Rule of Thumb for Data Governance

In today’s environment, chances are your data is one of the most important assets in your business.  The concept of data governance is increasingly important for maintaining your competitive edge.  It will help to support your risk management and compliance needs, and will quickly transform increasingly large amounts of data into useful information to streamline operations or for revenue generating initiatives. As affirmed by multiple industry leaders such as IBM, Oracle, and Informatica, to name a few, a well-formed governance framework that is suited to your business needs will help optimize the value of your data. 

TechTarget refers to data governance as “the overall management of the availability, usability, integrity, and security of data employed in an enterprise”.  In practice, this can mean different things to different people in your business.  Defining, implementing, and sustaining an effective data governance framework takes time, tenacity, and patience.   You may want to keep it simple, especially in the beginning.  The basic stages for your Data Governance plan include:

  • Establish your starting point.  Define your vision, mission, and SMART goals. Identify your scope, business sponsorship, and milestones.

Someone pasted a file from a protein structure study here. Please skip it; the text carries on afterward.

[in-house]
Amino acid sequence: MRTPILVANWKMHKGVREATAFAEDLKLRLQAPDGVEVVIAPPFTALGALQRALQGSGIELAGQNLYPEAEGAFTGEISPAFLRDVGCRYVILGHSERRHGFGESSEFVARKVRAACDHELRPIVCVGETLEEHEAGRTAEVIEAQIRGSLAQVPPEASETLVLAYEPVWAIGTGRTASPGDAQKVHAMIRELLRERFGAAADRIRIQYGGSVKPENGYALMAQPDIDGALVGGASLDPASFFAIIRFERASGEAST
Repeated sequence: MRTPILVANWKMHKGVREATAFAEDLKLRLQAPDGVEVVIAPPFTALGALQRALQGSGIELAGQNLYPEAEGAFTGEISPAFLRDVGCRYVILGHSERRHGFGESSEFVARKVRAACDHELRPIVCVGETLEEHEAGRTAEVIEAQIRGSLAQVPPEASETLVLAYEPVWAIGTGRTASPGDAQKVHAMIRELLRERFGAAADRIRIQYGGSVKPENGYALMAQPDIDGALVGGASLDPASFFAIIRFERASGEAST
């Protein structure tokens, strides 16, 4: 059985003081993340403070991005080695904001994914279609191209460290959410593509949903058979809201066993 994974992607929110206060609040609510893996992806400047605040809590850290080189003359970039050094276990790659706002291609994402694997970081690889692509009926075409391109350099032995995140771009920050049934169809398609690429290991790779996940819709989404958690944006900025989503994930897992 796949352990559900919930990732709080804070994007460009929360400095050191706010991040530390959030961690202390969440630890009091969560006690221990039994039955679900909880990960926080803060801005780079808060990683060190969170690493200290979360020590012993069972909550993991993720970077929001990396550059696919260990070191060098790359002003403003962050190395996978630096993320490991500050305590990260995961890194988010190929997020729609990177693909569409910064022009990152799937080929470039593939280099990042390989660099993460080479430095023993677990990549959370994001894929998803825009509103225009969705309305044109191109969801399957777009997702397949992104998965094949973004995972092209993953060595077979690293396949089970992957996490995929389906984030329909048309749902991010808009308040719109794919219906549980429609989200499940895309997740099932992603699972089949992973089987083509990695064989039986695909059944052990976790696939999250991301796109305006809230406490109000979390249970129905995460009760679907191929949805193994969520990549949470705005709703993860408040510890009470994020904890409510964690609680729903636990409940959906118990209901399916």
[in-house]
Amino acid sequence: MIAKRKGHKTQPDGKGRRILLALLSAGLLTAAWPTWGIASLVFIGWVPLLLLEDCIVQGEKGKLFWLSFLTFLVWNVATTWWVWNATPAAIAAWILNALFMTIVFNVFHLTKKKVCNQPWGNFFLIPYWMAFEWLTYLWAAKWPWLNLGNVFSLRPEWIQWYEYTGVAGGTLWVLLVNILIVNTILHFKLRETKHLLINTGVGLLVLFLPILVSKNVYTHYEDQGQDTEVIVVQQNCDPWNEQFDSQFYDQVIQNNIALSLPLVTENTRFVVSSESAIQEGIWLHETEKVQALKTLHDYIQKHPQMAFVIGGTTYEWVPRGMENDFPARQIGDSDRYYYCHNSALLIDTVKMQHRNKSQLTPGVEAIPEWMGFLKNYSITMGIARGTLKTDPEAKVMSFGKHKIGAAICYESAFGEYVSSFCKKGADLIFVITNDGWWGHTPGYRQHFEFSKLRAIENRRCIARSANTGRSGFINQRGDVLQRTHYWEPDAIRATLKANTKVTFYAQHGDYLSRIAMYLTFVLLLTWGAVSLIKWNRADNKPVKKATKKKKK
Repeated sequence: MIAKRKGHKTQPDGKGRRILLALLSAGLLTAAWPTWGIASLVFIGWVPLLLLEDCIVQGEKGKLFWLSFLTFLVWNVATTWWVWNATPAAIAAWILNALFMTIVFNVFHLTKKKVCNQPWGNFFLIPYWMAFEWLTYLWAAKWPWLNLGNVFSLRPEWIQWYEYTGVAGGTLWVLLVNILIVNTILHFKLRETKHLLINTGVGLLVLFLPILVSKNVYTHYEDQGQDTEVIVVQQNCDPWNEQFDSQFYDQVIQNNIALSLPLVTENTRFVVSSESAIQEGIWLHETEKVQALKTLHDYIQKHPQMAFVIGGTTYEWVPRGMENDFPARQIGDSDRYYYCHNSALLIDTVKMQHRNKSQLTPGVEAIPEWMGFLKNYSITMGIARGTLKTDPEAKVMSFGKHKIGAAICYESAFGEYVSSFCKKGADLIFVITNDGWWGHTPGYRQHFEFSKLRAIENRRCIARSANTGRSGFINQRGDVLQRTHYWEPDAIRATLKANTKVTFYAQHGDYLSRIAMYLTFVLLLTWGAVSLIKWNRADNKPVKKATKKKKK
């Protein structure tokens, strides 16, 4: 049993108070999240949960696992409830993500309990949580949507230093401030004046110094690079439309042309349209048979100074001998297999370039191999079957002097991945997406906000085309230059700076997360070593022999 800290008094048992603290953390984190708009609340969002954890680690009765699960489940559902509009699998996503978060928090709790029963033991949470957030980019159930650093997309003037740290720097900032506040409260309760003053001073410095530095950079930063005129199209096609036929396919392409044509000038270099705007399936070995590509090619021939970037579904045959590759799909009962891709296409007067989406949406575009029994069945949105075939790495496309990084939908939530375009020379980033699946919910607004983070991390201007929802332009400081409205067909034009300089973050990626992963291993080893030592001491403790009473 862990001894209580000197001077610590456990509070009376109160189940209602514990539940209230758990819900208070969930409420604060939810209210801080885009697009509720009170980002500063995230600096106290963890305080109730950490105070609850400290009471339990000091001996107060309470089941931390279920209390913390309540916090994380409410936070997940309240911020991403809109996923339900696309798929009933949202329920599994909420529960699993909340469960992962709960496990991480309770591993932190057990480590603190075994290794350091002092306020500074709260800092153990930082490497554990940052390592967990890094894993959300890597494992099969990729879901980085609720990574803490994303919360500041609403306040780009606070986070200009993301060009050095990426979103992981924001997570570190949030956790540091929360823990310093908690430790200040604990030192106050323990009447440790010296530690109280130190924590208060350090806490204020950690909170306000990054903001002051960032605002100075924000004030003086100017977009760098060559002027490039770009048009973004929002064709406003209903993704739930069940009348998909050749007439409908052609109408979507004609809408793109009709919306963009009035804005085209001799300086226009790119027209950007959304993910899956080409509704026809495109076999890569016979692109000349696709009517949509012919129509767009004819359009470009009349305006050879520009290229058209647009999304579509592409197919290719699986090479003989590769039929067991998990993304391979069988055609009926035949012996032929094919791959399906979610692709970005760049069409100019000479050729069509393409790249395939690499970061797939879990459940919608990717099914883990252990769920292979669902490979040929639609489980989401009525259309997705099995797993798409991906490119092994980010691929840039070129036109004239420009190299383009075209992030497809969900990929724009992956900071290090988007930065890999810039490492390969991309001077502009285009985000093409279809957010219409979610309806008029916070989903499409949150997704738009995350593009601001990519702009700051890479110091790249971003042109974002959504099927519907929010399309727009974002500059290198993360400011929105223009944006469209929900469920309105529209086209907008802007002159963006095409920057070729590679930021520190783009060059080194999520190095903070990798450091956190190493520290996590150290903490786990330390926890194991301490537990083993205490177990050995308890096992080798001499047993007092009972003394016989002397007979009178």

• Identify your stakeholders. Many governance models identify two to four main groups.  First, are the decision-makers and data owners. Next, are the implementers who have the responsibility to execute decisions that typically take the form of policies, procedures, and guidelines; then, they monitor the progress.  Data stewards may be categorized in this group.  Depending on your business needs, the third group is facilitators. Last but not least, are stakeholders who are not part of the first three groups but, nonetheless, are affected by the scope of data governance. 
  • Determine your rules of engagement.  Rules may include a list of definitions or terms (for example what is structured and unstructured data?), standards, policies, procedures, guidelines, protocols, including service level agreements, and requirements for compliance and security.  Also, identify any gaps between current and future goals and what your change management process will be.
  • Implement and sustain your plan.  This is where the so-called rubber meets the road.  Prioritize your implementation to meet your goals, maintain communications with your stakeholders through the process, incorporate training, and routinely measure yourself against your goals.

Defining and implementing an effective data governance model can be a challenge for small, mid, and large companies alike.  If done appropriately, it has great potential for you to make the best use of what is likely one of your most valuable business assets.  To read more on this topic review our best practices on Data Governance page.

 

June, 2016

Ninestone Team